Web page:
Rolling Your Eyes at Employee Engagement? It Could Cost You

Disengagement costs businesses hundreds of millions of dollars, says the CEO of Point B, a firm recently named Best Medium Workplace by Fortune.

October 23, 2017

Mike Pongon


Employee engagement has been top of mind lately. Our company was just named the #1 Best Medium Workplace by Fortune magazine, and that honors how we engage the best people. But Im certainly not alone in contemplating the experience of my employees.

According to recent Point B research, 82 percent of U.S. business leaders say employee engagement is very important to their organization. According to Gallup, the cost of disengagement, and the lost productivity it causes, is estimated to be between $450 billion and 550 billion a year, and that weighs heavily on leaders minds. On the flip slide, the most engaged companies have five times higher shareholder return over five years than their lesser-engaged competitors. So, if you think engagement is simply a feel-good activity or an HR task, youre wrong. Engagement influences every part of your business…profitability, quality, productivity, shareholder value, and more.

Building an engaged workforce isnt easy. Its a challenge from the day you start a business, and even tougher to sustain in a growing organization. No wonder we tend to look for silver bullets. But capturing the loyalty of highly talented people is a series of meticulous, deliberate acts that, frankly, never end.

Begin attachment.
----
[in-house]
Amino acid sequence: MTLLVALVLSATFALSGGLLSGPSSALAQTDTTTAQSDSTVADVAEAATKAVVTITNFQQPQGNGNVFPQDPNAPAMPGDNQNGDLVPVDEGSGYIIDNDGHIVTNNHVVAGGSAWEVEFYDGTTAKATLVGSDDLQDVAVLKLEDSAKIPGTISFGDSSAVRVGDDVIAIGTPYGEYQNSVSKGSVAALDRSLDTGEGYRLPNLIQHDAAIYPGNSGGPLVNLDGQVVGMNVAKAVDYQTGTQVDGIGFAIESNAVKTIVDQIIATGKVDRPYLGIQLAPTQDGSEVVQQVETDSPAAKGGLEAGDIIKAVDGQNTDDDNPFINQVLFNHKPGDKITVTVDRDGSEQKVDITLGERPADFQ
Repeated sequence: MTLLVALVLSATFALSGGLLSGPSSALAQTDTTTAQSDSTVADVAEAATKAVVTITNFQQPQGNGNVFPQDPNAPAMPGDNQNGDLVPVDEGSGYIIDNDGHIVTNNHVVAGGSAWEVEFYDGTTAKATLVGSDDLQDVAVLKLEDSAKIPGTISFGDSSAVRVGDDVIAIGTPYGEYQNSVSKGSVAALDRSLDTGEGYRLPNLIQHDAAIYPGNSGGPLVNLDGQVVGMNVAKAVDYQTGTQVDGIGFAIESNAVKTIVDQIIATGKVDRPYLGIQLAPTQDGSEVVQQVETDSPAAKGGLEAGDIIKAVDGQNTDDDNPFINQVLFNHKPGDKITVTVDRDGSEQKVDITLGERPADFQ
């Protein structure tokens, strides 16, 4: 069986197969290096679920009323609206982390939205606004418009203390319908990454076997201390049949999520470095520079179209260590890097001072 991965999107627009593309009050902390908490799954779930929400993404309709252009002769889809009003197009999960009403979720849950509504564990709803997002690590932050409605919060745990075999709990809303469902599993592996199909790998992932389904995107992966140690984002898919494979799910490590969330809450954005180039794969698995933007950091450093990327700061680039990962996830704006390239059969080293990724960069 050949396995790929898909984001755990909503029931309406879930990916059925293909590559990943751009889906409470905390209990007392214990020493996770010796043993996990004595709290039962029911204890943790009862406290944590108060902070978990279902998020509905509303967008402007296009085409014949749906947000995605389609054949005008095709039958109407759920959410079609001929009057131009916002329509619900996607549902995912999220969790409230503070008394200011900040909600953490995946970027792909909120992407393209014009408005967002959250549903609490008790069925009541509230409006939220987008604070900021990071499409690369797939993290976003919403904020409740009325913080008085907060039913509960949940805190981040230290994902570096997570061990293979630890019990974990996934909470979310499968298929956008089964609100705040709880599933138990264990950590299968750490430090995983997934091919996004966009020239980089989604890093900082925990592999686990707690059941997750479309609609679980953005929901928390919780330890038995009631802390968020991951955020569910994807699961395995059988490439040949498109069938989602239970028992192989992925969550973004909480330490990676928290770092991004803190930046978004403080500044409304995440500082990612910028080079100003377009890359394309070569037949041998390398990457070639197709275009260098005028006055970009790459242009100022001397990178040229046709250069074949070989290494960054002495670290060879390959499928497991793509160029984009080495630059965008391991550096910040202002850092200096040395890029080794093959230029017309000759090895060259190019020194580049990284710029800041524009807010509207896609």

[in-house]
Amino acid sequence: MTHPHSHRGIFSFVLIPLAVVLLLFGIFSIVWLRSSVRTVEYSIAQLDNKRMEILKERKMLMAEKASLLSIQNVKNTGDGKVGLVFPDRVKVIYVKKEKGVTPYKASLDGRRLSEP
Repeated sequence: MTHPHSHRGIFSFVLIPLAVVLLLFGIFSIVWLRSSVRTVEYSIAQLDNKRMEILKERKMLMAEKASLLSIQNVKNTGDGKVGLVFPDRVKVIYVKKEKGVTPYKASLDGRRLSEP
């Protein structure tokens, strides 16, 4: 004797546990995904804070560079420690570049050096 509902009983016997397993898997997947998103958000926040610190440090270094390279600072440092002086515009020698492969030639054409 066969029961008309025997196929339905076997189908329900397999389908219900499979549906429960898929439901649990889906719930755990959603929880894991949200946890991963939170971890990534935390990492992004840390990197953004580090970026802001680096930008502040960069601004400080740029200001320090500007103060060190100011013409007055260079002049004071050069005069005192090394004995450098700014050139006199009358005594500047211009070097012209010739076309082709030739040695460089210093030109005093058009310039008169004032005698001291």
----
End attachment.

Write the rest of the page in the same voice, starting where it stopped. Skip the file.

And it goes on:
As CEO, those acts drive the actions and choices I make every day. In fact, theyve forced me to learn some hard-won lessons about engaging employees as partners and people over the years:

A conversation beats a memo. Every time. Genuinely caring about each person in your company means understanding what makes him or her unique. Its important to go beyond the typical communicate often tactic and have real conversations. A big part of how I stay connected is through hallway discussions, happenstance meetings, coffees, lunches and happy hours. It gives me a chance to hear personal stories and work-related challenges and triumphs from people across our company, and also allows me to share whats going on in my world…whats top of mind, the big issues from my perspective, what Im most proud of, etc. The effect is two-fold: employees get a greater sense of their value and how their roles connect with the larger strategy of our company, and I get a better understanding of what makes that person unique and whats happening on the front lines (while getting some great advice about issues that are critical to me).

Employee expectations change over time. And you should keep up. If your people arent happy, motivated, and engaged…how do you think your customer will be served and in turn feel? How will that impact your brand? I fly Alaska Airlines all the time, and they create a tremendous customer experience. I think theyre the best in the business. Its no surprise to me that their people seem really happy and engaged. And when I ask them what its like to work at Alaska, they rave about it.